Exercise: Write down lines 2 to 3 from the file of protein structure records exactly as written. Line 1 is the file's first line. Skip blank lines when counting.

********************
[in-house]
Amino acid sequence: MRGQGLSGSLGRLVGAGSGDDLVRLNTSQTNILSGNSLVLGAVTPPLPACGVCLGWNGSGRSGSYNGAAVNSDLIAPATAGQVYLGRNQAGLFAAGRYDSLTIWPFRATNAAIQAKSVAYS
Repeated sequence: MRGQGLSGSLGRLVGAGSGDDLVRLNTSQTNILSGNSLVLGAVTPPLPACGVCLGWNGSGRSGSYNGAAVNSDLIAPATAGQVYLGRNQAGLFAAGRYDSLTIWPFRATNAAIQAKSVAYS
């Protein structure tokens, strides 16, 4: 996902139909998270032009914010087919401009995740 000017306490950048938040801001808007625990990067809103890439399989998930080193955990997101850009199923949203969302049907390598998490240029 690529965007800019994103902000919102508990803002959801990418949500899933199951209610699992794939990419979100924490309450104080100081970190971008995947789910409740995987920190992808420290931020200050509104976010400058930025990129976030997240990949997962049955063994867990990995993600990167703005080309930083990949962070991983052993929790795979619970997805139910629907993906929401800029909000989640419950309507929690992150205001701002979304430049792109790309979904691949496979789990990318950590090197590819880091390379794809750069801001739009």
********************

Amino acid sequence: MRGQGLSGSLGRLVGAGSGDDLVRLNTSQTNILSGNSLVLGAVTPPLPACGVCLGWNGSGRSGSYNGAAVNSDLIAPATAGQVYLGRNQAGLFAAGRYDSLTIWPFRATNAAIQAKSVAYS
Repeated sequence: MRGQGLSGSLGRLVGAGSGDDLVRLNTSQTNILSGNSLVLGAVTPPLPACGVCLGWNGSGRSGSYNGAAVNSDLIAPATAGQVYLGRNQAGLFAAGRYDSLTIWPFRATNAAIQAKSVAYS